The Cost-Effectiveness of Parasitologic Diagnosis for Malaria-Suspected Patients in an Era of combination Therapy

Yoel Lubell, Hugh Reyburn, Hilda Mbakilwa, Rose Mwangi, Kini Chonya, Christopher J. M. Whitty, and Anne Mills. Am. J. Trop. Med. Hyg., 77(Suppl 6), 2007, pp. 128–132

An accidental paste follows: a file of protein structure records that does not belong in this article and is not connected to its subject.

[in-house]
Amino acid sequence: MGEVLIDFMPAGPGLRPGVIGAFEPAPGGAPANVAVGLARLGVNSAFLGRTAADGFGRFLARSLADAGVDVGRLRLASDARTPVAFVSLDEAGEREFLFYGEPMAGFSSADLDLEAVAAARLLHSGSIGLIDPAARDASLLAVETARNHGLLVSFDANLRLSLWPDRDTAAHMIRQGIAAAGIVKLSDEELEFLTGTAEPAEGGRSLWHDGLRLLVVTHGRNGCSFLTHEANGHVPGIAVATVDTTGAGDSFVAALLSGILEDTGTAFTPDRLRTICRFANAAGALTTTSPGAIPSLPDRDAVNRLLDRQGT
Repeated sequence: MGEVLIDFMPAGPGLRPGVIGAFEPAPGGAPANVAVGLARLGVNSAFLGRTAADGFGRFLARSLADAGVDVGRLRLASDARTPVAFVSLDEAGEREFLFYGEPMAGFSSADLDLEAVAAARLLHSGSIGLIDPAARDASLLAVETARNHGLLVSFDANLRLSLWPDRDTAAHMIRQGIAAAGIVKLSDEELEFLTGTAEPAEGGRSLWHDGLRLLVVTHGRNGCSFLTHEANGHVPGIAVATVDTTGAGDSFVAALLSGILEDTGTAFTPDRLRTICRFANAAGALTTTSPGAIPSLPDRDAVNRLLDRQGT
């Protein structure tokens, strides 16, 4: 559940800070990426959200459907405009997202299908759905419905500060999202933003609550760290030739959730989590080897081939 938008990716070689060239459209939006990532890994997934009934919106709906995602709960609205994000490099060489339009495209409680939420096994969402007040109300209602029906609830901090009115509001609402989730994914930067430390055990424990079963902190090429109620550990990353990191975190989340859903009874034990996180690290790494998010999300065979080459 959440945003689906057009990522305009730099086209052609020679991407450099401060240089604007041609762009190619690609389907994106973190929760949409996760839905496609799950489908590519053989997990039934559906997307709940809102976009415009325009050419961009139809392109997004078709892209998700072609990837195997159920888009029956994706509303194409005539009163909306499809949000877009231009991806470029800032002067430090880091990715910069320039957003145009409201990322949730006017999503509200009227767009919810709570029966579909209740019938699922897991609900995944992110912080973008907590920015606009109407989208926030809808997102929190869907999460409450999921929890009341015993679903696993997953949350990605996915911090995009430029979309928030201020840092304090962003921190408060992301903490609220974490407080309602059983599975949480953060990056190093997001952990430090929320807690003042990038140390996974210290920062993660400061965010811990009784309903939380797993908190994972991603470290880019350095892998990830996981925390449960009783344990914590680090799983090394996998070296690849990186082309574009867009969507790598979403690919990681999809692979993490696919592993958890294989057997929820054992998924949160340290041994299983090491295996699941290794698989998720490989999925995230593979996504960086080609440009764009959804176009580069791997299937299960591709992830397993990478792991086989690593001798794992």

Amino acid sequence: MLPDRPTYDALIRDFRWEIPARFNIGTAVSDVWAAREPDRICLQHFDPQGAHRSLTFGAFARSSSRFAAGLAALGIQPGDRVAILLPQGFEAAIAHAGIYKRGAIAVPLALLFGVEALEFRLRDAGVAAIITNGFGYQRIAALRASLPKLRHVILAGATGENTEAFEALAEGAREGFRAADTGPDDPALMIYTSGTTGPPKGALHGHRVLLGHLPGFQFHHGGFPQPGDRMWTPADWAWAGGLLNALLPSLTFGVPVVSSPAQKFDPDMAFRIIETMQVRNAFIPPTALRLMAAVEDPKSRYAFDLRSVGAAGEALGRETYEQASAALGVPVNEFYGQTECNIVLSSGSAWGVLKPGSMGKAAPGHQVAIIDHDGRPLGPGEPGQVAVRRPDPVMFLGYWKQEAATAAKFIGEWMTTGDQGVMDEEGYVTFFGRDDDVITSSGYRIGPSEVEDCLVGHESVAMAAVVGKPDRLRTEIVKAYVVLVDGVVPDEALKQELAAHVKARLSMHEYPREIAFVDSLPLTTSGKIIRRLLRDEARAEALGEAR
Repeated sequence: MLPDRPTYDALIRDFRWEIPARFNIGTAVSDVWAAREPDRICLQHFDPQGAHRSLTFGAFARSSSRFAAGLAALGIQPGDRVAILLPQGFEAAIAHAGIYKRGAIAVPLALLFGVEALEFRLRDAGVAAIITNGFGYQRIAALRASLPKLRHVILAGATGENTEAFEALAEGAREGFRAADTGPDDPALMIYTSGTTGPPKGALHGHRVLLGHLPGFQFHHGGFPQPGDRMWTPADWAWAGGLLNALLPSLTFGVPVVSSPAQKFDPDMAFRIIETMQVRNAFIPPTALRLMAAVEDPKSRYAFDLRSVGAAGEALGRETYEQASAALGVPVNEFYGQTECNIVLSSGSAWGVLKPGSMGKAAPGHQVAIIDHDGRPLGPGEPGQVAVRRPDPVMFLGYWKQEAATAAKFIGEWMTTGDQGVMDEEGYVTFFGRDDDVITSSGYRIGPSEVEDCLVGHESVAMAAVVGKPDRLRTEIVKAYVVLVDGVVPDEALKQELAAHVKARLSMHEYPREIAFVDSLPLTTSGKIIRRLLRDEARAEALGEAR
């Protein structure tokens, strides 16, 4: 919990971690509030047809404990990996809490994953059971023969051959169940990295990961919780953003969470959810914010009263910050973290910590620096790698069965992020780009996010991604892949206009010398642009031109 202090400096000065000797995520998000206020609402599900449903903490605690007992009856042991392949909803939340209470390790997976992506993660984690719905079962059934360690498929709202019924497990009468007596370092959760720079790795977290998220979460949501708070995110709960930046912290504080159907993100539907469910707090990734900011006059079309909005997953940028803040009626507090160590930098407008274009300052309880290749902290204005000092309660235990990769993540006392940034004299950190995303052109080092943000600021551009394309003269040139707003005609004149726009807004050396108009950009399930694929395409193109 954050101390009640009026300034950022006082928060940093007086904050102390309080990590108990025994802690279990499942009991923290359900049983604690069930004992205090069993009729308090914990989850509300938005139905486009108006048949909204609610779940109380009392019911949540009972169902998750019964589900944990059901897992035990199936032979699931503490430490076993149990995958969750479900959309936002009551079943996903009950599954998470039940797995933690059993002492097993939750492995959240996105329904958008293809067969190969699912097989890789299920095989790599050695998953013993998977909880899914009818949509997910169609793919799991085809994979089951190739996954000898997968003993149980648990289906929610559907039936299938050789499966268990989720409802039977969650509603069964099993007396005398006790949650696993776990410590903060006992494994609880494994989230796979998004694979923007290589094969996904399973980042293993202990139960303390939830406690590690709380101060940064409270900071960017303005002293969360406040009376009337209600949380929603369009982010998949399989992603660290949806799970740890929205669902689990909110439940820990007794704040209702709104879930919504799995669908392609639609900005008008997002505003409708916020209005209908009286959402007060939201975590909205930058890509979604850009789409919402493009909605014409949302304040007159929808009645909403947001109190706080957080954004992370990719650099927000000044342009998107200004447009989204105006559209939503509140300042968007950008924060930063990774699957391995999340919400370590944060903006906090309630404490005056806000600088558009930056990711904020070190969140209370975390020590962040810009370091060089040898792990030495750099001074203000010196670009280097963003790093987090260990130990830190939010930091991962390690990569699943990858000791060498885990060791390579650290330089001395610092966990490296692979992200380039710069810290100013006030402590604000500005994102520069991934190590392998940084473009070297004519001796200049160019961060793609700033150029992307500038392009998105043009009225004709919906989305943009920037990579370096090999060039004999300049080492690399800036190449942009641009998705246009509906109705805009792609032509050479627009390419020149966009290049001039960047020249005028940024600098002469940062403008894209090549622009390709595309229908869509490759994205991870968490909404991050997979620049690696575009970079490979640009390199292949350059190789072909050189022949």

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Abstract. The introduction of artemisinin-based combination therapy in sub-Saharan Africa has rompted calls for increased use of parasitologic diagnosis for malaria. We evaluated the cost-effectiveness of apid diagnostic tests (RDTs)in comparison to microscopy in guiding treatment of non-severe febrile illness at varying levels of malaria endemicity using data on test accuracy and costs collected as part of a anzanian trial. If prescribers complied with current guidelines, microscopy would give rise to lower average costs per patient correctly treated than RDTs in areas of both high and low transmission. RDT introduction would result in an additional 2.3% and 9.4% of patients correctly treated, at an incremental cost of $25 and $7 in the low and high transmission settings, respectively. Cost-effectiveness would be worse if rescribers do not comply with test results. The cost of this additional benefit may be higher than many countries can afford without external assistance or lower RDT prices.